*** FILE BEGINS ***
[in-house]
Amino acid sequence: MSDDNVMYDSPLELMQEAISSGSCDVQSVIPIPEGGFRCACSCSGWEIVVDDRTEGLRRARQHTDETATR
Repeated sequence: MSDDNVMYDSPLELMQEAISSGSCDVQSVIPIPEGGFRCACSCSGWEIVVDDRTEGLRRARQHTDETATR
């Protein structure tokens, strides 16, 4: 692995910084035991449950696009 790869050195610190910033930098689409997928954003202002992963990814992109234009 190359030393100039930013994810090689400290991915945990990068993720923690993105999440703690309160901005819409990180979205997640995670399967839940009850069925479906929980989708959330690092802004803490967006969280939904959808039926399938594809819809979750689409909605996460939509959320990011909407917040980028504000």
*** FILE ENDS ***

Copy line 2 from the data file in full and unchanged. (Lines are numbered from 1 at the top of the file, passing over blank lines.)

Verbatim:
Amino acid sequence: MSDDNVMYDSPLELMQEAISSGSCDVQSVIPIPEGGFRCACSCSGWEIVVDDRTEGLRRARQHTDETATR